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HomeNewsNew EPF initiative won’t have significant impact on property sector

New EPF initiative won’t have significant impact on property sector

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Despite lower contributions to Akaun Sejahtera following the Employees Provident Fund’s (EPF) latest initiative, analysts are of the opinion that it won’t have a significant impact on the property sector.

Economists said this was because Akaun Sejahtera, formerly known as Account 2, only saw a decrease of 5% in contributions, and it will not have an adverse effect on a person’s plan to purchase a home.

Socio-Economic Research Centre (SERC) executive director Lee Heng Guei said that prospecon middle-income earners making about RM5,000 a month. tive homebuyers would not rely entirely on Account 2 savings to buy a home.

“I’m sure there are other savings in addition to Akaun Sejahtera that are going to supplement an individual’s plans to buy a house.

“I think it won’t have a significant impact on the property sector because, as a buyer, you have already made plans on the down payment amount,” he said. However, he said the reduced contributions to Akaun Sejahtera may have a more adverse effect

“Their income isn’t high, and they depend a lot on the EPF.

“They may have to save for a few more years (for their house purchase plans),” Lee said. He said it is entirely up to an individual whether or not to optin for an initial amount to their Akaun Fleksibel, also known as Account 3.

“The onus is on you. Account 3 will always be there, and if you decide to have 10% there, then let it be.

Otherwise, you can zerorise Account 3,” he said. Lee also stressed on the importance of having sound financial literacy and discipline if an individual decides to opt in for Account 3.

“For those who want to opt in for Account 3, make sure you know how to manage it because you don’t want to come to a point where you will have no extra account to resort to in a crisis,.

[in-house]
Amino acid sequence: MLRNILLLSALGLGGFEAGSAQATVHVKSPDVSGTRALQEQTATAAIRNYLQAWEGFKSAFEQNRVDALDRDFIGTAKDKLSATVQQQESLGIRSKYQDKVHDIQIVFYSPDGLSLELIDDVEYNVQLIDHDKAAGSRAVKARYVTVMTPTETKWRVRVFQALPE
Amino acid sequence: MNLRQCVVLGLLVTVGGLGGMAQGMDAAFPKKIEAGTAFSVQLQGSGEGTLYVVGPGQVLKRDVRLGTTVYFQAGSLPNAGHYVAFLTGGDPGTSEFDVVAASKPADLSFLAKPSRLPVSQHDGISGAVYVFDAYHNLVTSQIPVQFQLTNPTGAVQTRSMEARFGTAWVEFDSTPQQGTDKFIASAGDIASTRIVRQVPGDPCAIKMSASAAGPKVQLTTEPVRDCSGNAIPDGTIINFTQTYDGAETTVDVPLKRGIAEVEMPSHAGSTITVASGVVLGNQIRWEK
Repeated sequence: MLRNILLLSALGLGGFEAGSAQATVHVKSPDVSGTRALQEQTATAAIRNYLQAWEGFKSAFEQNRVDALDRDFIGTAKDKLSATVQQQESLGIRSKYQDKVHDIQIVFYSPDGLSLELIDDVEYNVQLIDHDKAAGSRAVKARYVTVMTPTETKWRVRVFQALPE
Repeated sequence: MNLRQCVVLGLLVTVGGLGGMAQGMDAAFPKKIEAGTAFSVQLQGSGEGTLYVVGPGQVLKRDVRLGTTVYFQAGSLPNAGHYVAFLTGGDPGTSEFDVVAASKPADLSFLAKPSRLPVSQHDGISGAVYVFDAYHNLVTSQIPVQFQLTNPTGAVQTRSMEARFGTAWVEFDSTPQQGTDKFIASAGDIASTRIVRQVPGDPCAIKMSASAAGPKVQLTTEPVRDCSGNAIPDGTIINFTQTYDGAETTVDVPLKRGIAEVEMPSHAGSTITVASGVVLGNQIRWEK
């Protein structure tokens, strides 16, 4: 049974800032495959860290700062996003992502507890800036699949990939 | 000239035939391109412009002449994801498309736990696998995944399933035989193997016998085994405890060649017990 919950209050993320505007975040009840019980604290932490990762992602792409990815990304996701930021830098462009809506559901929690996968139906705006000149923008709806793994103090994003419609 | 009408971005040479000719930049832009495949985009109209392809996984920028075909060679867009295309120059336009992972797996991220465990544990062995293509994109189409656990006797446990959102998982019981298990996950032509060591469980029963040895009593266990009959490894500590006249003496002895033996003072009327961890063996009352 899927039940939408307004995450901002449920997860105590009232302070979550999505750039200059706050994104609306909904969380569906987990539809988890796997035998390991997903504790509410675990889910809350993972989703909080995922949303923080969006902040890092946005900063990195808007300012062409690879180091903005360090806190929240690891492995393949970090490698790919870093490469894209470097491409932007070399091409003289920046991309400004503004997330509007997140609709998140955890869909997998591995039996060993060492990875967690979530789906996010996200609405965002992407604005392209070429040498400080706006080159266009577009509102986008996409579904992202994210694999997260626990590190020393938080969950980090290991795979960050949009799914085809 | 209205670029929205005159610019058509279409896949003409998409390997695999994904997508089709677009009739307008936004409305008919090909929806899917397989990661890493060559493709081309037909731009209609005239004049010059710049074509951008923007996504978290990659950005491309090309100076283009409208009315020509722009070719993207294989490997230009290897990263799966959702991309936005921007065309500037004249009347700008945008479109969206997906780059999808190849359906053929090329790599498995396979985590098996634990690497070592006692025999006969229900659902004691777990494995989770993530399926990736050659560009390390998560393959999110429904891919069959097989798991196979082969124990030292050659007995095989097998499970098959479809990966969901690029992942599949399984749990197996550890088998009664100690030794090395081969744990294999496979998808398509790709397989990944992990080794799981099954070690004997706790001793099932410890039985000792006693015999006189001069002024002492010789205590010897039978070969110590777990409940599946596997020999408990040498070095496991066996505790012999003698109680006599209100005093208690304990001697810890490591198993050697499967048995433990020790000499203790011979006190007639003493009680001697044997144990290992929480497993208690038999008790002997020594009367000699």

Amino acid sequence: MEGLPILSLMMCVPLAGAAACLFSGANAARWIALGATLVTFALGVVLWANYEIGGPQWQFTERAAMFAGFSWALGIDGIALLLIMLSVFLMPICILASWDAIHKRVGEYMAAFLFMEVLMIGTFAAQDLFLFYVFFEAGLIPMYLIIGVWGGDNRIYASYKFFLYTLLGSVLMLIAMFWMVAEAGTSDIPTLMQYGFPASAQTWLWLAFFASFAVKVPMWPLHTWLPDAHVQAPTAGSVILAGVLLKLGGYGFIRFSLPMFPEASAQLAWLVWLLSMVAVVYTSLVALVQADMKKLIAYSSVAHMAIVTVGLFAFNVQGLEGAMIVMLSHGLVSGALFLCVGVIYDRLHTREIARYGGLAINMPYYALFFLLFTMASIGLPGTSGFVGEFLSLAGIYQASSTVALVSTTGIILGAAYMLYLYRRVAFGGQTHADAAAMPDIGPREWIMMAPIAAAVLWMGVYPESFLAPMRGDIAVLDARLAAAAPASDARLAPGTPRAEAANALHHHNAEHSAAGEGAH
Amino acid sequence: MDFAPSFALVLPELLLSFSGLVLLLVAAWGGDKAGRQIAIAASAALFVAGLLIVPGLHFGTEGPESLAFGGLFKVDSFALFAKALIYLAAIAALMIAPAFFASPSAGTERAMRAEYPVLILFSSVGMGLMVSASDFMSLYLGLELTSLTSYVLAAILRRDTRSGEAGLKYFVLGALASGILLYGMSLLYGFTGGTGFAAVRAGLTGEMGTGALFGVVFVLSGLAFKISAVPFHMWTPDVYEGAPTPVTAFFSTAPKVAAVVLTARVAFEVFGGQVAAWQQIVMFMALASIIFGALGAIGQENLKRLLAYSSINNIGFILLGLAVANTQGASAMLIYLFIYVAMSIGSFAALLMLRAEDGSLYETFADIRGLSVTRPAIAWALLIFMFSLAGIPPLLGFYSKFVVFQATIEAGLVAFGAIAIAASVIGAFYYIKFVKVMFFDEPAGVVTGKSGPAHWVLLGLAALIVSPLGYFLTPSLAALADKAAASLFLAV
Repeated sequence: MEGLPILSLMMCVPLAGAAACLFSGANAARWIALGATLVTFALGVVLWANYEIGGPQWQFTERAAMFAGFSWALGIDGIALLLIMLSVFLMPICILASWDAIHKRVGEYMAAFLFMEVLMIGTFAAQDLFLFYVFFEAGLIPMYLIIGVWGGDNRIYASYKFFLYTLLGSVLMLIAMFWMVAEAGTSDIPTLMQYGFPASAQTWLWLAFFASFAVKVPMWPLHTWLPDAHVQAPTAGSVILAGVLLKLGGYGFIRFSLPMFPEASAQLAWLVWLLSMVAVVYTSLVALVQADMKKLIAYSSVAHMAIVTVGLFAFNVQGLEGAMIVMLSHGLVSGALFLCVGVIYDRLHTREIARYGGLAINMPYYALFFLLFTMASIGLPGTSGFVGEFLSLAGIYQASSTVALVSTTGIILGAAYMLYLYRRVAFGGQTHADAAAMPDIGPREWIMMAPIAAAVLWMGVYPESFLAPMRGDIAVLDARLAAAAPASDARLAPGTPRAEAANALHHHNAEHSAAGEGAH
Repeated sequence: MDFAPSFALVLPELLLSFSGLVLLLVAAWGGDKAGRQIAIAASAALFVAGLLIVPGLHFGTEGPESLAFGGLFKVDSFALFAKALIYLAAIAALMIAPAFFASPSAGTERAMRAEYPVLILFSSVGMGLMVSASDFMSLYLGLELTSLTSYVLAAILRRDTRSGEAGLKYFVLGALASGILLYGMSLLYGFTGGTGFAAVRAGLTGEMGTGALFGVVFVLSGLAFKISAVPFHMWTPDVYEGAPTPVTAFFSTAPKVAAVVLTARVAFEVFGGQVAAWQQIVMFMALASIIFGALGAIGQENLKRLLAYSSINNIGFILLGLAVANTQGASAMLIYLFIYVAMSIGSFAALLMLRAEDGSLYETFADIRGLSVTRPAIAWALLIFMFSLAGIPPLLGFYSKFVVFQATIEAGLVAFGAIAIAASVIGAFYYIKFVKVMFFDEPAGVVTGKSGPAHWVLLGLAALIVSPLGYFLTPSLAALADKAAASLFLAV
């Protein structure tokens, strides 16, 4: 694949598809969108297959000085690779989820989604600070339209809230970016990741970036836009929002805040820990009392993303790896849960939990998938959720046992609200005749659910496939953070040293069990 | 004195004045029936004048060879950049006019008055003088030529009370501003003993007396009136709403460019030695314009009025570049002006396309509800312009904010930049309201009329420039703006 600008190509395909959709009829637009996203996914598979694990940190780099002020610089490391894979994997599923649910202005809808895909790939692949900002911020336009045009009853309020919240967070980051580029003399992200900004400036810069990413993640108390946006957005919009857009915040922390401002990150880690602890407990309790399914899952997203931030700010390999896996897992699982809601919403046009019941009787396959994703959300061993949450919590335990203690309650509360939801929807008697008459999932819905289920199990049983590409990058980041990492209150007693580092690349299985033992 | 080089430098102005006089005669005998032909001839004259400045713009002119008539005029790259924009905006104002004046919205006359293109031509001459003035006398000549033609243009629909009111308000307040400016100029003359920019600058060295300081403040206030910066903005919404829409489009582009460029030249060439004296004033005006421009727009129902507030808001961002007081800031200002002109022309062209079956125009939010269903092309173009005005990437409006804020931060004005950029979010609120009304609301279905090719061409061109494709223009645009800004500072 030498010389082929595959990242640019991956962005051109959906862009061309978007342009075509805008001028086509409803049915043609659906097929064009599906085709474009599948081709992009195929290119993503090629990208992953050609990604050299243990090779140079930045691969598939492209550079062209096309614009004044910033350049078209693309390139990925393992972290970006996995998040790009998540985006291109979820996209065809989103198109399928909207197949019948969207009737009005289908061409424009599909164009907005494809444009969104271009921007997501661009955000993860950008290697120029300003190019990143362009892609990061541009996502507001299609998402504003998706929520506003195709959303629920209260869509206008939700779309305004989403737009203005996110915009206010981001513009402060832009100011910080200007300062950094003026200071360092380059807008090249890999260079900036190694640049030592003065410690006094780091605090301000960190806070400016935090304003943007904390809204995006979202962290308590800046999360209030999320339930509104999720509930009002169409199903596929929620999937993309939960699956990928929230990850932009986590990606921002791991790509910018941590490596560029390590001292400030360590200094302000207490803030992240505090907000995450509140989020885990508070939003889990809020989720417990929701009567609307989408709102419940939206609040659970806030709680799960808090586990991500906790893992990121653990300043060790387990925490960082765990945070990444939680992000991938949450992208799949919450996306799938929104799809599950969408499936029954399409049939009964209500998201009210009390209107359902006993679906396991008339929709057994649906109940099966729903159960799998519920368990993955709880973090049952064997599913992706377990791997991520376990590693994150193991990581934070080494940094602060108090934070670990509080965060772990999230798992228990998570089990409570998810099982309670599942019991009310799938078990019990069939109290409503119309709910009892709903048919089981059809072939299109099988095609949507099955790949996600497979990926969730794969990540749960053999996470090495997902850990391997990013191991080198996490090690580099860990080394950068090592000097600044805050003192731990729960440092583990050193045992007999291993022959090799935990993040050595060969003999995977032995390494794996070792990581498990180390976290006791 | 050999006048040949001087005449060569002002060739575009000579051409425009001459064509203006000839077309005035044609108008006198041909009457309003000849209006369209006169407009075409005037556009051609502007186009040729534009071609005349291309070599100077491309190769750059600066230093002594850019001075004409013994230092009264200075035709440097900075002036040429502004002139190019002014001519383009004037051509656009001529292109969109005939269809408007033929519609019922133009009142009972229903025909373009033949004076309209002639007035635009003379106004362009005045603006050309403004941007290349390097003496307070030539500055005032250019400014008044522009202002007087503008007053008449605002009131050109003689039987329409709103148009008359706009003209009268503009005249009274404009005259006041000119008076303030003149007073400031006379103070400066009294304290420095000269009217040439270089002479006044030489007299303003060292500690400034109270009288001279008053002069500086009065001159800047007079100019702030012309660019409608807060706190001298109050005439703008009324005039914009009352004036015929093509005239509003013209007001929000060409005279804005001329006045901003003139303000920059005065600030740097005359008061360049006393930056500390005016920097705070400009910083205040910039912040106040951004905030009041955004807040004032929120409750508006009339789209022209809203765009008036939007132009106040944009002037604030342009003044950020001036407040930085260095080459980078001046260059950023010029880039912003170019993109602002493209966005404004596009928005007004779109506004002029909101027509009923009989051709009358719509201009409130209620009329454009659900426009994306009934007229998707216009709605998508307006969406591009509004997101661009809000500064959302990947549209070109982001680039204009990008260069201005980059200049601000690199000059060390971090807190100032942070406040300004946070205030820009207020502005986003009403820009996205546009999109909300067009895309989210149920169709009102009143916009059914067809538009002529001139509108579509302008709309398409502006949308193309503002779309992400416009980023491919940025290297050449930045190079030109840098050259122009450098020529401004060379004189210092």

“Think carefully, because you have from May until August to decide,” he said.

Malaysian Institute of Economic Research (MIER) head of research and senior research fellow Dr Shankaran Nambiar said while Akaun Fleksibel may affect funds available for house purchases, education and healthcare, it may be necessary in the event of an emergency.

“While it may be necessary to cover emergencies arising from floods and unexpected events, given the lack of a system that covers such events and the low savings rate for certain segments of the population, there has to be a wayout,” he said.

“I think, taking the desperate situation people get into, the EPF has found it necessary to make this arrangement; reality gets the better of what’s prudent,” he said.

On another note, Bank Muamalat Malaysia Bhd chief economist Mohd Afzanizam Abdul Rashid said the Akaun Fleksibel may not have much of an impact on retirement savings.

“Akaun Persaraan (Account 1) was previously at 70%, and now the ratio has gone up to 75%. I suppose that should help mitigate the impact of Akaun Fleksibel’s (AF) withdrawal,” he said.

“If they need it immediately, perhaps an opt-in for initial loading will be an ideal choice,” he said.

“Otherwise, they can just let the Akaun Fleksibel accumulate and make the necessary withdrawals as they deem fit. And the amount in Akaun Sejahtera will be the same as in previous years if the members do not opt in,” he added.

For research fellow Dr Muhammad Abdul Khalid, the new EPF initiative serves as a “middle ground” in the government’s measures to balance public pressure on rising financial challenges and the need to strengthen an individual’s retirement funds.

“With this approach, you retain the flexibility to access your cash (via Account 3) as needed while simultaneously improving your retirement savings,” said Muhammad of the Institute of Malaysia and International Studies at Universiti Kebangsaan Malaysia.

However, Muhammad said this initiative would have a limited effect on assisting the vulnerable because not all of such workers possess an EPF account.

“Only half of non-pensionable workers are enrolled in EPF, leaving a large portion of the Malaysian workforce without adequate social protection. This means that nearly half of Malaysian workers won’t benefit from the initiative,” he said.Muhammad said that even if a low-income wage earner does have an EPF account, their savings are way too small.

“For instance, among the B40 that are EPF members, half of them have savings of less than RM250 in Account 2, and for the bottom 10%, half of them have less than RM10.

“They do not have enough to transfer to Account 3 for immediate withdrawal,” he said. Therefore, Muhammad said it is important for Putrajaya to come up with a more effective approach.

The EPF has launched Account 3, with members given a one-time opt-in option to transfer funds from their Account 2 to the newly launched “Akaun Fleksibel”.

The funds will transfer into Account 3 within 24 hours if a member opts in.

Source: TheStar.com.my

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